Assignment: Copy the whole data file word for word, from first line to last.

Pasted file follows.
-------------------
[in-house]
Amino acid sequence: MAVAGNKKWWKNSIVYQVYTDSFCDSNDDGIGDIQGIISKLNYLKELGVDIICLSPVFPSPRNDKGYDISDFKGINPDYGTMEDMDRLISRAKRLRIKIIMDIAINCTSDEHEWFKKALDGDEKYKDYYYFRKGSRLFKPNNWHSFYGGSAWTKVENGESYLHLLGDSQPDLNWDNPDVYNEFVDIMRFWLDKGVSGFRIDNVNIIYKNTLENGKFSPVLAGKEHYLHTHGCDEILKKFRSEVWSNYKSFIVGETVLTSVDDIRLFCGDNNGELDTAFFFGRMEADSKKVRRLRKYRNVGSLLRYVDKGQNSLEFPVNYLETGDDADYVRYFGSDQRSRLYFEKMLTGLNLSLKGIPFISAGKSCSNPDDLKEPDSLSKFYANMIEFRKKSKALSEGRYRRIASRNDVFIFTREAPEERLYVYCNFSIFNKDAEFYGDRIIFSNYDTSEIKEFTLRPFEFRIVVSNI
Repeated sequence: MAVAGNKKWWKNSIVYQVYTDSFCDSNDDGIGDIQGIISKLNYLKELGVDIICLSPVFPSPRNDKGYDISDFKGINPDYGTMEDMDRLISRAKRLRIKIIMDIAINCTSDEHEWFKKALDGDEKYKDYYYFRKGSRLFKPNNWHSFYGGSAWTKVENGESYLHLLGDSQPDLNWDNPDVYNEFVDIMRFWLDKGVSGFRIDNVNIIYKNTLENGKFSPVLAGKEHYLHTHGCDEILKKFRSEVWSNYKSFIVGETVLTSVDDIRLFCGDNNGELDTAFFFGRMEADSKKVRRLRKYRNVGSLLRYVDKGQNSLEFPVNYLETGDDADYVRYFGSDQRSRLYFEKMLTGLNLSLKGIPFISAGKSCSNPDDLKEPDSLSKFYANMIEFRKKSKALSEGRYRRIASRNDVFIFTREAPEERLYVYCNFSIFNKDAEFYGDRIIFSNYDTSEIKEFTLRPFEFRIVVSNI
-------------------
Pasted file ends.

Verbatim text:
[in-house]
Amino acid sequence: MAVAGNKKWWKNSIVYQVYTDSFCDSNDDGIGDIQGIISKLNYLKELGVDIICLSPVFPSPRNDKGYDISDFKGINPDYGTMEDMDRLISRAKRLRIKIIMDIAINCTSDEHEWFKKALDGDEKYKDYYYFRKGSRLFKPNNWHSFYGGSAWTKVENGESYLHLLGDSQPDLNWDNPDVYNEFVDIMRFWLDKGVSGFRIDNVNIIYKNTLENGKFSPVLAGKEHYLHTHGCDEILKKFRSEVWSNYKSFIVGETVLTSVDDIRLFCGDNNGELDTAFFFGRMEADSKKVRRLRKYRNVGSLLRYVDKGQNSLEFPVNYLETGDDADYVRYFGSDQRSRLYFEKMLTGLNLSLKGIPFISAGKSCSNPDDLKEPDSLSKFYANMIEFRKKSKALSEGRYRRIASRNDVFIFTREAPEERLYVYCNFSIFNKDAEFYGDRIIFSNYDTSEIKEFTLRPFEFRIVVSNI
Repeated sequence: MAVAGNKKWWKNSIVYQVYTDSFCDSNDDGIGDIQGIISKLNYLKELGVDIICLSPVFPSPRNDKGYDISDFKGINPDYGTMEDMDRLISRAKRLRIKIIMDIAINCTSDEHEWFKKALDGDEKYKDYYYFRKGSRLFKPNNWHSFYGGSAWTKVENGESYLHLLGDSQPDLNWDNPDVYNEFVDIMRFWLDKGVSGFRIDNVNIIYKNTLENGKFSPVLAGKEHYLHTHGCDEILKKFRSEVWSNYKSFIVGETVLTSVDDIRLFCGDNNGELDTAFFFGRMEADSKKVRRLRKYRNVGSLLRYVDKGQNSLEFPVNYLETGDDADYVRYFGSDQRSRLYFEKMLTGLNLSLKGIPFISAGKSCSNPDDLKEPDSLSKFYANMIEFRKKSKALSEGRYRRIASRNDVFIFTREAPEERLYVYCNFSIFNKDAEFYGDRIIFSNYDTSEIKEFTLRPFEFRIVVSNI